The importance of distinguishing between Zeno's original paradoxes and modern mathematical arguments inspired by those paradoxes
McCullough, Rowan (2016) The importance of distinguishing between Zeno's original paradoxes and modern mathematical arguments inspired by those paradoxes. Honours thesis, Murdoch University.
In arguments made about the paradoxes of Zeno of Elea there is not always a clear distinction between attempts to determine what Zeno was originally trying to argue and how Zeno’s arguments have influenced, or been used in, modern mathematics.
In this Dissertation it is argued that if one is interested in determining the original purpose of Zeno’s arguments, then it is not helpful to either express the paradoxes as modern mathematical problems or pose modern mathematical solutions to them. Doing either of these things will adversely effect the way in which Zeno’s paradoxes can be interpreted. To the extent that Zeno’s paradoxes are discussed in modern mathematics they are usually used merely as analogies, where the question of what Zeno was originally trying to argue is largely irrelevant. This is not to say that modern mathematical argument about Zeno should not be discussed, simply that they are a different set of arguments. If one is trying to determine Zeno’s original argument then one should focus instead on analysing the arguments made against Zeno by other ancient thinkers. Ancient thinkers are likely to have had a far better understanding of Zeno’s original argument simply because they are historically closer to him.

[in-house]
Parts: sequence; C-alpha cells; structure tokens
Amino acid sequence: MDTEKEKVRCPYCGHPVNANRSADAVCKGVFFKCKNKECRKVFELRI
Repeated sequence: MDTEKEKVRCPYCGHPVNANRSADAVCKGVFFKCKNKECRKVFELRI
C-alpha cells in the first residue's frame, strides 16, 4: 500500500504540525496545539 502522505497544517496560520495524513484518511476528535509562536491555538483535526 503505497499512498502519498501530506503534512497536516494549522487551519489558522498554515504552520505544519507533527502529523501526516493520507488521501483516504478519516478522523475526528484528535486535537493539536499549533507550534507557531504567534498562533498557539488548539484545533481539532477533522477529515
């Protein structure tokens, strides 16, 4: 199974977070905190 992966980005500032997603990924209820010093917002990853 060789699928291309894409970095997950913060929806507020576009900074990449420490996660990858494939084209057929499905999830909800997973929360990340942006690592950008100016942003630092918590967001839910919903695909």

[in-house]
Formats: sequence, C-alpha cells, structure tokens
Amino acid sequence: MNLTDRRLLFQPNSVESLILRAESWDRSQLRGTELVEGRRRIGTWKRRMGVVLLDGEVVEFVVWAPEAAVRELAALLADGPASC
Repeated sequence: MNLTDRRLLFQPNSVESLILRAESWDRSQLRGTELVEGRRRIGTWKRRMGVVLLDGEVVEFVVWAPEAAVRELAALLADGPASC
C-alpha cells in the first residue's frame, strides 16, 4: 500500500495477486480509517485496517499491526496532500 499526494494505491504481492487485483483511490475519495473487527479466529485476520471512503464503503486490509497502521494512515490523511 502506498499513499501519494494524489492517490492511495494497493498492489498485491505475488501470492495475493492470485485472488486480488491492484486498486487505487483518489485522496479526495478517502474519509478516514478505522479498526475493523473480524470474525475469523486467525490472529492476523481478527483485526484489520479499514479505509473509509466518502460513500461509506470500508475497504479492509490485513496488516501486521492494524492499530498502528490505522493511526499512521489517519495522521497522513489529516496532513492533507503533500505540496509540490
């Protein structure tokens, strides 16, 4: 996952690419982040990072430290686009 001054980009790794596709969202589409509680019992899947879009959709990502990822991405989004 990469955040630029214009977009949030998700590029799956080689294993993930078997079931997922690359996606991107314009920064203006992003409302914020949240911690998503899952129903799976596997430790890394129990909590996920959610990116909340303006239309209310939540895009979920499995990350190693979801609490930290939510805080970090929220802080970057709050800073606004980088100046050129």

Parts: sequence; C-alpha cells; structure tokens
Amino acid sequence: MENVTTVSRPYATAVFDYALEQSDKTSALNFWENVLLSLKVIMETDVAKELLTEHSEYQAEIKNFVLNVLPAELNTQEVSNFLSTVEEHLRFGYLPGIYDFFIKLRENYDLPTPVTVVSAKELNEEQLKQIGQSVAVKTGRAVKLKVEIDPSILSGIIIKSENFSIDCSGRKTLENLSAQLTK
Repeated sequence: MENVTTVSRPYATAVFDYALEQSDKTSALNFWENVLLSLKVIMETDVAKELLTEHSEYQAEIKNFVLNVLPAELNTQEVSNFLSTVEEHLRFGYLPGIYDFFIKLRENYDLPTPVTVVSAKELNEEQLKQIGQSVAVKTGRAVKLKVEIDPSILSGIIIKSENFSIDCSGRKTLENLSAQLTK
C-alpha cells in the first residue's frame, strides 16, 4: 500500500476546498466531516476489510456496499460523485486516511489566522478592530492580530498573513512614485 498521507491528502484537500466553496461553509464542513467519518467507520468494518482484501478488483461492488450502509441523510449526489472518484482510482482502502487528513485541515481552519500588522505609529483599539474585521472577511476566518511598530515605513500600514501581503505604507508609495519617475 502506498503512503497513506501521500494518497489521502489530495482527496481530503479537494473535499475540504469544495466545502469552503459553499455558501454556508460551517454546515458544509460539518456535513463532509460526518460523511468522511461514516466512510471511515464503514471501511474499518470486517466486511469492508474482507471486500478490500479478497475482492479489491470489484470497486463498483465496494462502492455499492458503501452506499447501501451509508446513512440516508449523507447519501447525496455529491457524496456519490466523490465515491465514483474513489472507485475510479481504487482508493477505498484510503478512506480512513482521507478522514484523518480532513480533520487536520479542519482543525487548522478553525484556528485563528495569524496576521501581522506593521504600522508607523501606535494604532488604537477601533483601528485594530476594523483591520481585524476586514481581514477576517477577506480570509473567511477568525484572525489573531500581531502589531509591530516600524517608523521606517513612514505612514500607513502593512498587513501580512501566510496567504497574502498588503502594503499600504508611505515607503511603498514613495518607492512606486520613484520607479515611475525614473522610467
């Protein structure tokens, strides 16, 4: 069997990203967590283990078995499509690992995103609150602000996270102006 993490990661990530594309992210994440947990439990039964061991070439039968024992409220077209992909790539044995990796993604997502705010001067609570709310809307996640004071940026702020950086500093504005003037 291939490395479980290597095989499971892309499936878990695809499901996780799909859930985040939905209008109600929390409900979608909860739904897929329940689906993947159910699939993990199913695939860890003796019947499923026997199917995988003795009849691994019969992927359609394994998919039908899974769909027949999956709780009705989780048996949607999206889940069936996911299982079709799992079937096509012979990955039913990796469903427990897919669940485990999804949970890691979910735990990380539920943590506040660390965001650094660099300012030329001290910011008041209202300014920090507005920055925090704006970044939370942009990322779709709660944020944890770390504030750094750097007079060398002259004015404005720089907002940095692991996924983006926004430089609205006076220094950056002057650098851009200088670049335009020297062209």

This dissertation discusses two articles in which this issue arises. In neither article is it claimed that Zeno’s paradoxes were simple statements of mathematical fallacy. However, both authors insist on comparing the arguments which Zeno and his ancient opponent appear to make, with modern mathematical arguments. This obscures certain ways of interpreting Zeno’s paradoxes. An interpretation of Zeno’s argument, which is likely to be overlooked if a modern approach to Zeno is taken, will be discussed in this dissertation.
A mathematical approach to Zeno can obscure the possibility that Zeno might have been more interested in the question of how it is possible that an extension can have the infinite number of extended parts which it appears to have. A mathematical approach to Zeno tends to focus more on infinite summation and infinite amounts in a purely abstract and non-physical sense.
|Publication Type:||Thesis (Honours)|
|Murdoch Affiliation:||School of Arts|
|Supervisor:||Hultin, Jeremy, Schwenkenbecker, Anne and Fletcher, Doug|
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